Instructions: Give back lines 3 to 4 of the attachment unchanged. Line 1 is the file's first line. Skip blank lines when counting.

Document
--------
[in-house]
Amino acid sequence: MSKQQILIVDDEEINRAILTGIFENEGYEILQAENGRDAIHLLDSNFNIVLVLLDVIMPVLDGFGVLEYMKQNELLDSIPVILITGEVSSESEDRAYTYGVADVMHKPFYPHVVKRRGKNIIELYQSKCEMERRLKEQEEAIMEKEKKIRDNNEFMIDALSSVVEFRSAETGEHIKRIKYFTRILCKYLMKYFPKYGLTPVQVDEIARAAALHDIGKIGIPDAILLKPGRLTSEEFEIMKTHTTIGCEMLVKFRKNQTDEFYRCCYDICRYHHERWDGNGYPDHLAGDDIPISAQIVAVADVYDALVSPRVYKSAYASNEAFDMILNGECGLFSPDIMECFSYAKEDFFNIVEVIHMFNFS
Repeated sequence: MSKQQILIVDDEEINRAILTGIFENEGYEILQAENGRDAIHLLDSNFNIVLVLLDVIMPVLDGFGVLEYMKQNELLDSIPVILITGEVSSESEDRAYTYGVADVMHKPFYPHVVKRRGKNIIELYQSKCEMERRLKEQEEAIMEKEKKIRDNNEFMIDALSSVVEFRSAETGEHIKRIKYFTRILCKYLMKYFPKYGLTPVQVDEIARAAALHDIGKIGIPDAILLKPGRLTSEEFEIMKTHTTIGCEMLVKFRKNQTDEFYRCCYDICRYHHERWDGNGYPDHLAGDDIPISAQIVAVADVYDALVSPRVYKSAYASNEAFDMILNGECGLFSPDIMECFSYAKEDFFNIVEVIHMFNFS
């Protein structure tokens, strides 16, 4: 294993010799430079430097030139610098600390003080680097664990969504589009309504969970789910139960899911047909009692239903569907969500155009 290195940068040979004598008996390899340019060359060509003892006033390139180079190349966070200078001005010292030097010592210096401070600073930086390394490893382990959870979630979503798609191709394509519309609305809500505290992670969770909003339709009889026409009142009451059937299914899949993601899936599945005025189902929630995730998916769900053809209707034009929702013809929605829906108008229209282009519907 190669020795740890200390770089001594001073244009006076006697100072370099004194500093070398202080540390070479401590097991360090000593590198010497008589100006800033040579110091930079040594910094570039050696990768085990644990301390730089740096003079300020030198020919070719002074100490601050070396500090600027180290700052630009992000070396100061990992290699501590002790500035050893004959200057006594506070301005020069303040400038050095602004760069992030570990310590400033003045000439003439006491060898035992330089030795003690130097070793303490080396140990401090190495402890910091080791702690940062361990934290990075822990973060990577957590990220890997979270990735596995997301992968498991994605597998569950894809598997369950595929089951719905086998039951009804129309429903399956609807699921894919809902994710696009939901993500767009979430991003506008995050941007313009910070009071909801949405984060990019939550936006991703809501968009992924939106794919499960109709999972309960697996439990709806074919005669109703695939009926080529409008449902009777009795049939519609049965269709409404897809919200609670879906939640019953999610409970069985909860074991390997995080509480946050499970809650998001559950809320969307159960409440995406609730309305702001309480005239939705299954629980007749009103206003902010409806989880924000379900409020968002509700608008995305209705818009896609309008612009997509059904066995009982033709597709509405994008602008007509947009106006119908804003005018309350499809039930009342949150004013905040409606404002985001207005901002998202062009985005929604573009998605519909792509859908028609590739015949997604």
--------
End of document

Repeated sequence: MSKQQILIVDDEEINRAILTGIFENEGYEILQAENGRDAIHLLDSNFNIVLVLLDVIMPVLDGFGVLEYMKQNELLDSIPVILITGEVSSESEDRAYTYGVADVMHKPFYPHVVKRRGKNIIELYQSKCEMERRLKEQEEAIMEKEKKIRDNNEFMIDALSSVVEFRSAETGEHIKRIKYFTRILCKYLMKYFPKYGLTPVQVDEIARAAALHDIGKIGIPDAILLKPGRLTSEEFEIMKTHTTIGCEMLVKFRKNQTDEFYRCCYDICRYHHERWDGNGYPDHLAGDDIPISAQIVAVADVYDALVSPRVYKSAYASNEAFDMILNGECGLFSPDIMECFSYAKEDFFNIVEVIHMFNFS
């Protein structure tokens, strides 16, 4: 294993010799430079430097030139610098600390003080680097664990969504589009309504969970789910139960899911047909009692239903569907969500155009 290195940068040979004598008996390899340019060359060509003892006033390139180079190349966070200078001005010292030097010592210096401070600073930086390394490893382990959870979630979503798609191709394509519309609305809500505290992670969770909003339709009889026409009142009451059937299914899949993601899936599945005025189902929630995730998916769900053809209707034009929702013809929605829906108008229209282009519907 190669020795740890200390770089001594001073244009006076006697100072370099004194500093070398202080540390070479401590097991360090000593590198010497008589100006800033040579110091930079040594910094570039050696990768085990644990301390730089740096003079300020030198020919070719002074100490601050070396500090600027180290700052630009992000070396100061990992290699501590002790500035050893004959200057006594506070301005020069303040400038050095602004760069992030570990310590400033003045000439003439006491060898035992330089030795003690130097070793303490080396140990401090190495402890910091080791702690940062361990934290990075822990973060990577957590990220890997979270990735596995997301992968498991994605597998569950894809598997369950595929089951719905086998039951009804129309429903399956609807699921894919809902994710696009939901993500767009979430991003506008995050941007313009910070009071909801949405984060990019939550936006991703809501968009992924939106794919499960109709999972309960697996439990709806074919005669109703695939009926080529409008449902009777009795049939519609049965269709409404897809919200609670879906939640019953999610409970069985909860074991390997995080509480946050499970809650998001559950809320969307159960409440995406609730309305702001309480005239939705299954629980007749009103206003902010409806989880924000379900409020968002509700608008995305209705818009896609309008612009997509059904066995009982033709597709509405994008602008007509947009106006119908804003005018309350499809039930009342949150004013905040409606404002985001207005901002998202062009985005929604573009998605519909792509859908028609590739015949997604």